Posted November 15, 2012 by Cooper Point Journal in Letters & Opinion

‘Capitalism’ Rebuttal, the Beauty of Community Living

While I agree with last issue’s opinion piece (“Capitalism: America’s Misunderstood Economic Outcast”) on the unappealing nature of government cheese, I have to take issue with the author’s endorsement of capitalism as a political-economic system worth keeping around much longer.

The grievances of capitalism’s critics are well known: environmental destruction, corporate control, and widening inequality, to name just a few. While many people would like to believe that these are the products of a malformed, “crony” capitalism, these realities are simply current examples of what capitalism has always done: plunder the natural world, deprive the majority of the means for self-determination, and enclose upon full democracy. The core reason for capitalism’s destructive tendencies is that it fundamentally divides the population into two classes: a small “owning” class that controls the use of the resources needed for life, and the majority of us, the working class, who must sell their labor to survive.

History bears that these are not tendencies that can ultimately be corrected by willful and ethical individuals: market pressures to compete and make a profit invariably compel entrepreneurs to make decisions that degrade workers, communities, and the environment. Yesterday’s small, independent burger joint is today’s McDonald’s behemoth, and it got to where it is because its owners were willing to embrace a business model that underpays workers, uses the cheapest ingredients possible, and profits from harmful dietary choices. Once can further see the devastating forces of the market in the human rights abuses of Apple’s factory workers or the de facto slave labor employed in Florida’s tomato fields.

Some prefer to see these failures as evidence of the fact that humans are imperfect, calling instead for us to work within the constraints of the system. I’ll be the first to admit that humans are messy and imperfect. But I do not think that the actions of people in a system that rests upon domination and self-interested behavior should be used as the yardstick by which we measure human potential. A non-capitalist economy, wherein resources are cooperatively managed by all for all, can allow for the fuller development of those most valued elements of the human experience: compassion, dignity, and community. That the full expression of these qualities is incompatible with a system where, in the U.S., upwards of 1 million homeless people coexist with more than 4 times as many vacant homes should be evident.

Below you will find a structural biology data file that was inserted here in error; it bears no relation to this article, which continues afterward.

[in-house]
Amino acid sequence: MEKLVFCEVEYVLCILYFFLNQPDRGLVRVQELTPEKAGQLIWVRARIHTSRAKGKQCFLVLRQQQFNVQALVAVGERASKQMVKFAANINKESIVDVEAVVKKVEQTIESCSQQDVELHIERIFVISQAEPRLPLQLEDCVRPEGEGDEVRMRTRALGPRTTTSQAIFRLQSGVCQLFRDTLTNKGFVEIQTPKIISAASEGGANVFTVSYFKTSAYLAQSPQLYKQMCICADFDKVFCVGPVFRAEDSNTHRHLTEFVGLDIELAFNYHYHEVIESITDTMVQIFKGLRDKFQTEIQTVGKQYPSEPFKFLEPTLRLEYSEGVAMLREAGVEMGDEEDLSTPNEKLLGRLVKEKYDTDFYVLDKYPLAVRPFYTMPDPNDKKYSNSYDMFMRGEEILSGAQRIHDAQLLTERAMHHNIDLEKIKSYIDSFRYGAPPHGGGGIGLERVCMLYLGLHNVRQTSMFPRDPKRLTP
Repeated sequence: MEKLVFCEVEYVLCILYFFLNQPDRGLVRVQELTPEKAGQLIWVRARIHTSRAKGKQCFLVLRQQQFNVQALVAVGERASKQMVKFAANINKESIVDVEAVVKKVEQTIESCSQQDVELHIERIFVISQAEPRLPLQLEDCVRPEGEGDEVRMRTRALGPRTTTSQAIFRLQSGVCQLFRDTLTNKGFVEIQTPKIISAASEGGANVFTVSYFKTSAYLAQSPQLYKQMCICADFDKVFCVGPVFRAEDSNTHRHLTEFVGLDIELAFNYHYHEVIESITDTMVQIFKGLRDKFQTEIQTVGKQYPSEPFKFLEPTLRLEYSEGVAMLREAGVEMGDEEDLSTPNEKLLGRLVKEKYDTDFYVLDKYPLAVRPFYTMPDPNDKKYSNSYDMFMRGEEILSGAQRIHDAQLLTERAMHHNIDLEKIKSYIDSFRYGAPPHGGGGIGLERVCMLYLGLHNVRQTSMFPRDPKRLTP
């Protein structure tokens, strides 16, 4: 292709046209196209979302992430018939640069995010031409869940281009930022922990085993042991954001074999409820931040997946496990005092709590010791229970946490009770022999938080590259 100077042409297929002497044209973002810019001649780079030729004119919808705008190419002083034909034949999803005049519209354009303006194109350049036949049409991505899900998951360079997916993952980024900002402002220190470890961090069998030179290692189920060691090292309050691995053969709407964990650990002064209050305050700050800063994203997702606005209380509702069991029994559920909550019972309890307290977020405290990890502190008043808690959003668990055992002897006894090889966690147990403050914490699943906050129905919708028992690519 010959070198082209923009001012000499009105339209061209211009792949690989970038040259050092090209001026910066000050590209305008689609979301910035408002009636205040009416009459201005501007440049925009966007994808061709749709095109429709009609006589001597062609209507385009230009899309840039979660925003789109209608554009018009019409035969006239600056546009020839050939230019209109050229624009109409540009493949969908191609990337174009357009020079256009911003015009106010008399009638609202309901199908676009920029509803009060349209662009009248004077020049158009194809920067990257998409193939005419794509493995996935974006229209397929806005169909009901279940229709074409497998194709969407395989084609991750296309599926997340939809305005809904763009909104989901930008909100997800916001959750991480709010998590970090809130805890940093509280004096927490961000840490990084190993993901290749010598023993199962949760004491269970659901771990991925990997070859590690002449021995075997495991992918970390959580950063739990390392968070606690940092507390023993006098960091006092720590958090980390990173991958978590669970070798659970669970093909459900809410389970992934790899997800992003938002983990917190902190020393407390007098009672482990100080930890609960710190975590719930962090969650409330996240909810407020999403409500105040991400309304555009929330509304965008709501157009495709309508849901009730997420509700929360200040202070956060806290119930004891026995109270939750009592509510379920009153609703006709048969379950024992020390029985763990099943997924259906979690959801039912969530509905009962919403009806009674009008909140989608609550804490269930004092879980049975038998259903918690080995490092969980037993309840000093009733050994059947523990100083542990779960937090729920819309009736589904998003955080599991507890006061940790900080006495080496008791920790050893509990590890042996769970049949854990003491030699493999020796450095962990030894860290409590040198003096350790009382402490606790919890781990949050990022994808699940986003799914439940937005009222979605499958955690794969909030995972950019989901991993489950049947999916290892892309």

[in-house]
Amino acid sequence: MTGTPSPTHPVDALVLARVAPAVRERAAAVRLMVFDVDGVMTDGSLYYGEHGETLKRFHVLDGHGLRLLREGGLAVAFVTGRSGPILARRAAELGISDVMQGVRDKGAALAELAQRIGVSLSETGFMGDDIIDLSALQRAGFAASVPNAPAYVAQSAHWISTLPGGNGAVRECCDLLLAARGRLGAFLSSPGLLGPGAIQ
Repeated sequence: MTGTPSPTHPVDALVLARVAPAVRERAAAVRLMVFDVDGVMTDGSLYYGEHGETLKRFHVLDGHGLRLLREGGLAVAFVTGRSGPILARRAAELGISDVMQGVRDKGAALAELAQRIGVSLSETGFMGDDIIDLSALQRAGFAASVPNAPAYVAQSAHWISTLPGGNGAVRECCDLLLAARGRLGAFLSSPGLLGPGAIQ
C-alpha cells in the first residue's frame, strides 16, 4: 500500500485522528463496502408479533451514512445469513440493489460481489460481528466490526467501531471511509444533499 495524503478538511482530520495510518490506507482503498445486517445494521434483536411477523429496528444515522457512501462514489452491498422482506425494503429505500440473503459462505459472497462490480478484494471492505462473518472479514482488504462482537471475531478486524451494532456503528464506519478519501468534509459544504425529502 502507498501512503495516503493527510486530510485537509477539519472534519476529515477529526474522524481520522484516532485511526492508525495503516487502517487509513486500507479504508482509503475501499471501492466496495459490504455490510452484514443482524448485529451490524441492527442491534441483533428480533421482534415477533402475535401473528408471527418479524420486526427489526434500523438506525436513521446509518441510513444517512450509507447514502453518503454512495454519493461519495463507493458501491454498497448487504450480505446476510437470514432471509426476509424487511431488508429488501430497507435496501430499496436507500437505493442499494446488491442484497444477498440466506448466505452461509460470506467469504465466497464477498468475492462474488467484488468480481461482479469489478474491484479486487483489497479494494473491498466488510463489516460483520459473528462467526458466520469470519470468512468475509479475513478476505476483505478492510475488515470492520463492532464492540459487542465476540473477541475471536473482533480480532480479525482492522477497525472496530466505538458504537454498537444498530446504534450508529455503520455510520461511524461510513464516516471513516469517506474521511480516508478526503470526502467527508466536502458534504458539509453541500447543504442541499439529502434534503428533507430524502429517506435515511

To affirm the possibilities of a non-capitalist economy to give rise to more expansive and democratic lives, one can look at the establishment of commonly-owned workshops and community assemblies by the Spanish anarchists of the 1930’s, the 1994 Zapatista rebellion and their network of democratically-controlled territories in Mexico, or the Argentinian uprising of 2001 which saw many of the country’s poor assume control of their lives through the establishment of community-run councils, factories, schools, and cultural centers. One can even look at the free distribution of food by Olympia’s Food Not Bombs or at Evergreen’s own worker-owned cooperative, the Flaming Eggplant, to understand the possibilities, in embryo, for another world that exist all around us.

Far from being an “economic outcast”, capitalism is a system that fundamentally limits the ability of billions of people to develop their full potentials and participate in the decisions that affect their lives. While important reform movements have challenged these limits, the underlying logic cannot be changed. Invoking the bogeyman of “government cheese” serves to limit our political imaginations to the status quo and distract us from the urgent task of creating a more humane world where freedom and equality are all of ours to share.

By Ben Kercheval